A microbial bacterial fossil find is being hailed as proof that life existed in the oxygen-free environment of Earth, 3.4 billion years ago. The Strelley Pool Formation in Western Australia was once a beach, but is now more than 100 Km inland near(ish) the town of Marble Bar, and is popular among paleontologists because of the …
Don't expect a dip: http://earthobservatory.nasa.gov/IOTD/view.php?id=6664
Although you can get a beer at the Marble bar water ski club...
...may have existed. What bothers me more are the water-free* life forms populating the Tube on a summer's day.
*no water wasted on washing.
Hmm, you've never ridden the Prague Metro during rush-hour in the summer then?
Take deep breath, get on and try to hold it until your destination. This doesn't work, but even air that smells like the inside of a hod-carrier's jockstrap is ok when you're already cross-eyed, dizzy and blue-faced from asphyxiation...
On the other hand, given a number of inorganic processes can also produce microscopic spherical and tubular shapes, I wouldn't jump to any conclusions.
That's exactly what I thought
Most minerals form some sort of crystalline / regular structure, so structural regularity is only an indicator.
What really tips the balance to believability (pending confirmation of measurements etc) is the "depletion of C-12". I'm in no way an expert on isotopes & metabolism, so I'm not sure exactly what that means. However I do know that living organisms metabolize radioactive isotopes in a way that dead ones don't, allowing for things such as C-14 dating... so it seems to me to be a valid indicator of 'living organisms'
Living organisms preferentially metabolise C-12 over C-13, so their surroundings tend to show a depletion of C-12. There's a similar change in ratio when organisms metabolise sulfur.
This is a fascinating find as it pushes signs of life back to a point within 400 My of the end of the Late Heavy Bombardment which would have plastered the whole planet with massive craters - but which also brought a sizeable amount of the Earth's water.
There are practically no sedimentary rocks of this age left in the world, so this might be the best we can get for now. Although there is a chance fossils from an older rock could be included in a younger conglomerate or breccia. But pretty much every rock of this age has been through at least one phase of metamorphosis which tends to erase fossils as the rocks get cooked.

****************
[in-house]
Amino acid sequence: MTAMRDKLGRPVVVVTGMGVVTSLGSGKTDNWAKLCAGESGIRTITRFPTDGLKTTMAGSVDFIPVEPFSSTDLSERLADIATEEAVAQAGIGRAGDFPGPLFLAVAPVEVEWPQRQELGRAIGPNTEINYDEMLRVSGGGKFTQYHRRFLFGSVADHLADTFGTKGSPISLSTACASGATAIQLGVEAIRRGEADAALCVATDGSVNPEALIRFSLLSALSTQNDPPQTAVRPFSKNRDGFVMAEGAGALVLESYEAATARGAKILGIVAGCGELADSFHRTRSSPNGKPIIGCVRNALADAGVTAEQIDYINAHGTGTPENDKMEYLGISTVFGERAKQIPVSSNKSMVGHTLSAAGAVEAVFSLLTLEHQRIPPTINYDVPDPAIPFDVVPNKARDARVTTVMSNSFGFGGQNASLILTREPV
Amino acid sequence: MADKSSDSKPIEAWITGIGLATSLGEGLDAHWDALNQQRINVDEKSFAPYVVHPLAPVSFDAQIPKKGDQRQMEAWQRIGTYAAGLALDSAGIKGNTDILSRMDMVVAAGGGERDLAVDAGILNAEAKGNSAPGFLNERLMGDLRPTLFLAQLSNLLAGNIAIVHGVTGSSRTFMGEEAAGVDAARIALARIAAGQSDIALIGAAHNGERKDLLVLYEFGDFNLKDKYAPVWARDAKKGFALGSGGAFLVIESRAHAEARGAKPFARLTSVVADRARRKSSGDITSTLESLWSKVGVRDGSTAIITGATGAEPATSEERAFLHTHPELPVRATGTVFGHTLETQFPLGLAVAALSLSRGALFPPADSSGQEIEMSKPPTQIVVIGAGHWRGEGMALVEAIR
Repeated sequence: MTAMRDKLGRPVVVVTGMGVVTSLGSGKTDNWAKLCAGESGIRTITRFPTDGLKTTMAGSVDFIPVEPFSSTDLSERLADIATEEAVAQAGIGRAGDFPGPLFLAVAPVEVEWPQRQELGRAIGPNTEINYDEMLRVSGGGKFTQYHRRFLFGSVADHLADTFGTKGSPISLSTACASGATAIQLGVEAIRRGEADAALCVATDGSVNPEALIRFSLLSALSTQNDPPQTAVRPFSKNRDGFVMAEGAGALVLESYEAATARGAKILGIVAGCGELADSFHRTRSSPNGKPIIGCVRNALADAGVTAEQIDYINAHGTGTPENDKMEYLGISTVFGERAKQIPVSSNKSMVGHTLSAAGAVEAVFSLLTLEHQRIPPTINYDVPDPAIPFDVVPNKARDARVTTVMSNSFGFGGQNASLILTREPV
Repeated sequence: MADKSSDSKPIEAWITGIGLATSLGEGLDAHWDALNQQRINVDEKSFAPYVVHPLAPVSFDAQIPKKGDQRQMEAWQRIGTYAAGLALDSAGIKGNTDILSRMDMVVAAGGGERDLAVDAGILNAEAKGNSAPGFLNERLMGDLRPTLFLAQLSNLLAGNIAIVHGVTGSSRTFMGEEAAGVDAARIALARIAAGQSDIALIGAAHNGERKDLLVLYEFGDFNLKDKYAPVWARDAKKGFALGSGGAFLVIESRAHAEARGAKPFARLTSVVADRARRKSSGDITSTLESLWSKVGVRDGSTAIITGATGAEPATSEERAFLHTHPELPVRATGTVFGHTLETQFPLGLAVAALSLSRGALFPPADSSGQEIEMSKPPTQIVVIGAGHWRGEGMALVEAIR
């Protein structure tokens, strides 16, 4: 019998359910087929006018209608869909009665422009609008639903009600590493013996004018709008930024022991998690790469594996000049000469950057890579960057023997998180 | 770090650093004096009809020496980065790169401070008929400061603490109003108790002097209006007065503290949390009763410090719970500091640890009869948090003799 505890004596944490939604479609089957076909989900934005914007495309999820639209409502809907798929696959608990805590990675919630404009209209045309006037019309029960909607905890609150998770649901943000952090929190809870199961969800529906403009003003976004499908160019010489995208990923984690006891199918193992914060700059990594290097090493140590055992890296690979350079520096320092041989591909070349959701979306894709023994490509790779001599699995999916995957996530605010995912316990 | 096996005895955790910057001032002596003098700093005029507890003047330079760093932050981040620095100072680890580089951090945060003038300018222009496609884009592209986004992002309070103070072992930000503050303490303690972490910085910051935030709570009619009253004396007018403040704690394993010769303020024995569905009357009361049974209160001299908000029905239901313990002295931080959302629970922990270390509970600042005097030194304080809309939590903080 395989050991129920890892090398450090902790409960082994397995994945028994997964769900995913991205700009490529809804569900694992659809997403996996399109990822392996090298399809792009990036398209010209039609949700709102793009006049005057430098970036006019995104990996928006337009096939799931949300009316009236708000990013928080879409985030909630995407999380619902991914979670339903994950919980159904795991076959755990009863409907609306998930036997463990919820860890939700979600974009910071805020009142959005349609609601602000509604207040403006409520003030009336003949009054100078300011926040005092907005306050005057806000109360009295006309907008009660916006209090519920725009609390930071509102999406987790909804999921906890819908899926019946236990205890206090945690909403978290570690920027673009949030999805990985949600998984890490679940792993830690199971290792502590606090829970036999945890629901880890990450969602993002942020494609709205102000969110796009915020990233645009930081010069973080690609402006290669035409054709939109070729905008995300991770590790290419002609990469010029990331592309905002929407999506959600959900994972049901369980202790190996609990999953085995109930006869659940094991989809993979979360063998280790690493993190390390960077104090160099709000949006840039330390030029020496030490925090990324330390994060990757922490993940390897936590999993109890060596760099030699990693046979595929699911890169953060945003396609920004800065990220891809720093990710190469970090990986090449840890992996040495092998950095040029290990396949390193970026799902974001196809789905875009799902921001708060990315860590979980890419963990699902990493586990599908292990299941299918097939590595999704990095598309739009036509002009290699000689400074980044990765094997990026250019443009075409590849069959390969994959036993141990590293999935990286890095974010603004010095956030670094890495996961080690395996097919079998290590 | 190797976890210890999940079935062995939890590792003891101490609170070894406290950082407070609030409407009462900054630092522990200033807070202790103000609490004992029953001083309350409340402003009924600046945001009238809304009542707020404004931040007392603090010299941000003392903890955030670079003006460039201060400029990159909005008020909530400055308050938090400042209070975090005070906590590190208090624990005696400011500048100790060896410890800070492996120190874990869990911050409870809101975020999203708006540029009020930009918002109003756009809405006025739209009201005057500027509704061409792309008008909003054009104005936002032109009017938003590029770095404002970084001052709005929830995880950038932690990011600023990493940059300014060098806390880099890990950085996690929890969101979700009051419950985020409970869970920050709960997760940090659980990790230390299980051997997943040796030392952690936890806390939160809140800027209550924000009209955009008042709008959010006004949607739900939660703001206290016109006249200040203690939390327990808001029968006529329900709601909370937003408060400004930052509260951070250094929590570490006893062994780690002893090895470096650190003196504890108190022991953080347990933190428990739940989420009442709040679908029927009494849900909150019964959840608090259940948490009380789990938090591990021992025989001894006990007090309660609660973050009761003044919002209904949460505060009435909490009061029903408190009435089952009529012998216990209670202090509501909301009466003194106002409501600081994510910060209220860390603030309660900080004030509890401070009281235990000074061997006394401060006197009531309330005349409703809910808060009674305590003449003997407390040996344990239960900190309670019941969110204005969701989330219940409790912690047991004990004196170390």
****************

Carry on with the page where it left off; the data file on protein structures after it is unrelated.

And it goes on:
There is some evidence of life in even older rocks (3.8 Gy) from the Isua Complex in Western Greenland. Some sequences contain traces of graphite enriched C-12 suggestive that they originally came from sediments including living organisms. However, the Isua rocks are in a greenstone belt which has been heavily metamorphosed into gneiss and they've lost their original sedimentary features and any fossils have been baked away.
'However I do know that living organisms metabolize radioactive isotopes in a way that dead ones don't, allowing for things such as C-14 dating... so it seems to me to be a valid indicator of 'living organisms''
C-14 is useless for dating almost all fossils as it only has a 5.73ky half-life. IIRC the oldest samples reliably dated using C-14 are only about 60ky.
It can be used to date living and recently deceased organic material because living creatures take up C-14 throughout their life at a known ratio to the stable carbon isotopes. When they die, the uptake of C-14 stops and it begins to decay at a known rate. By measuring the actual ratio found in the sample you can derive an age for the material.
Seems to bear out
James Lovelock's hypothesis, based on cores from mineral 'heads' off Canada that life existed pre-oxygen. According to that theory, oxygen was a poisonous pollutant that killed off that cycle and gave rise to ours.
Well of course life existed pre-oxygen!
What the hell does the author think created all the oxygen in the atmosphere??
Life begat oxygen, not the other way around. O2 was (and still is for plants) a waste product of the type of metabolism happening billions of years ago.
Just remember that O2 is not exclusively waste product for plants (as CO2 is for us), because they also need it to perform respiration. And CO2 is both food and "excrement" for plants. Ew...
"Just remember that O2 is not exclusively waste product for plants"
True, but luckily for us they produce a net surplus of 02 and net reduction of CO2.
It also helps strengthen the case for thinking about what other forms of extraterrestrial life are possible, other than just oxygen breathers.
er, yeah, that's what the article already said
or maybe you did't get as far as the last sentence.
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